Stretch your hands and wrists. I will admit that I didn’t do stretching exercises for the first 10 years of performing. I would sometimes warm up on a practice pad, but never actually stretch each finger, thumb, and my wrists. Here is a great stretching exercise for drummers. The key is to stretch slowly. Yes, that means that you will have to find the time to do that. Yes, that may mean that you can’t chat up the ladies right before you play.

For winter gigs, splurge on a few hand warmer packets, and crack them open during sound check. Keep them handy as the night goes on. I used to live 30 minutes from our rehearsal spot. Sometimes I would get there just in time to start practice, and my hands would be freezing. I slide the warming packets into my gloves as I drive across town. Warm hands work better.

Speaking of gloves, if your hardware has been in a cold vehicle or garage for days, you can bet that it will take hours to warm up. That means your hands will get cold as you set up your drum kit for sound check. Even worse, you have to take your gear from the car right to the stage to play your set. Wear work gloves while you set up your kit. I know, it’s not rock and roll to wear gloves in a club, but you will thank yourself later when you are warm, and your hands are not filthy from setting up your drums.

Wash your hands before you play. If the venue has hot water in the men’s room, use it. Run your hands and wrists under warm water for a few minutes just before going on stage. It’s amazing what a couple minutes of warm water will do for your flexibility. Basically, stay warm when you play a show, and you will perform better.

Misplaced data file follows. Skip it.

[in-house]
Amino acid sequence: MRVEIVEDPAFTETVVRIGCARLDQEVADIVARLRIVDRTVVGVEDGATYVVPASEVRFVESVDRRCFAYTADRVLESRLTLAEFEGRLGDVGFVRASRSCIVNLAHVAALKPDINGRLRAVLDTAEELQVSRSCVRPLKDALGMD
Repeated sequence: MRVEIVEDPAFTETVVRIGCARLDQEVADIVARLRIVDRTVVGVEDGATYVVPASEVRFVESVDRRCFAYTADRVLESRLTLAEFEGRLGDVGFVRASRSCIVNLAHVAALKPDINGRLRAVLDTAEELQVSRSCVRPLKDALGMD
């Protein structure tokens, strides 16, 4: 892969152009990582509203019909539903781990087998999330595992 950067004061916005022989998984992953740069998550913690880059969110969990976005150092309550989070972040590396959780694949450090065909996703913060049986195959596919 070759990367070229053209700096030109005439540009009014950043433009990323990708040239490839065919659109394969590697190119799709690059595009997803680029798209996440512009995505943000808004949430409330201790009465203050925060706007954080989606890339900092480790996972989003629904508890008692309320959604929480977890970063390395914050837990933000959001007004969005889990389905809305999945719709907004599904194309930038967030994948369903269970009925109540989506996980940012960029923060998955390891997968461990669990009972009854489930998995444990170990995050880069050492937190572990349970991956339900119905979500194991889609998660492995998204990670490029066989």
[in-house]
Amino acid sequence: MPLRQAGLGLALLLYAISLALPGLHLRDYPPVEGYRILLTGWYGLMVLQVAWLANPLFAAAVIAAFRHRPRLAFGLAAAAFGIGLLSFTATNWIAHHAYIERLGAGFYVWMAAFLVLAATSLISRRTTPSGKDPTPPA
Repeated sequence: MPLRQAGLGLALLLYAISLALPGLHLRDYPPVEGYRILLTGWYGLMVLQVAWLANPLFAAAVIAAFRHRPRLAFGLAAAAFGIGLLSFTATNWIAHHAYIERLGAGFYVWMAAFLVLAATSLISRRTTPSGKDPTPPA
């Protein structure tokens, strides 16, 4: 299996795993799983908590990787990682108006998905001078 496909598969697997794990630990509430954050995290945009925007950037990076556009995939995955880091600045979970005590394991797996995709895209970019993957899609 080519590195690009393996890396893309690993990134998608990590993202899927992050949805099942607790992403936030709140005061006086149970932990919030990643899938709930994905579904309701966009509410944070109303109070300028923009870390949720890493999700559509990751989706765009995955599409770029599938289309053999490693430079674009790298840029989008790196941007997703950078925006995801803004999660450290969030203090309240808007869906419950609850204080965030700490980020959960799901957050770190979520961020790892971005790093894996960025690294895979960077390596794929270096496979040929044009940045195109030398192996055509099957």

Put the cold drink on the bar; don’t hold it in your hand. I’ll bet that you don’t even think about that cold beer or rocks glass in your hand. Trust me, it’s a gig killer. If you grip that drink, you are basically freezing up your thumb and finger joints. Yes, holding on to your drink is very important when you are in a seedy club. If you absolutely have to hold your drink, don’t grip it. Ask for two cups if they serve drinks in plastic. The outer cup will keep your hand from icing up.

Warm Up on the Drums Like the Pros

Part of the reason that pro musicians sound so great live is that they are pampered right up until the moment that they walk on to the stage. If you find a copy of a performance rider online, you are likely to see that the biggest stars require a practice room set up somewhere in the venue. They might run through three songs in that room just before walking on stage. Who wouldn’t love to make their fourth song of the evening their first song in front of the audience? Most of us are lucky to find a spot to bang away on a practice pad.

The trouble is that most of us are not superstars. We spend the night in the same room that were we are about to play in. We are lucky to have a dressing room, or even a storage closet where we can get away, and warm up.

Turn your car into the dressing room. Yes, it sucks to think that you have to go out to your car in order to get ready for a show, but sometimes that’s your only option. Turn on the engine, crank the heater, stretch the joints, close your eyes for just a minute, and visualize yourself on stage, playing a great show. Just keep the booze in the bar when you use the car as your warm up spot. That warm and quiet place can set a positive mood just before you walk back into a crowded and noisy club.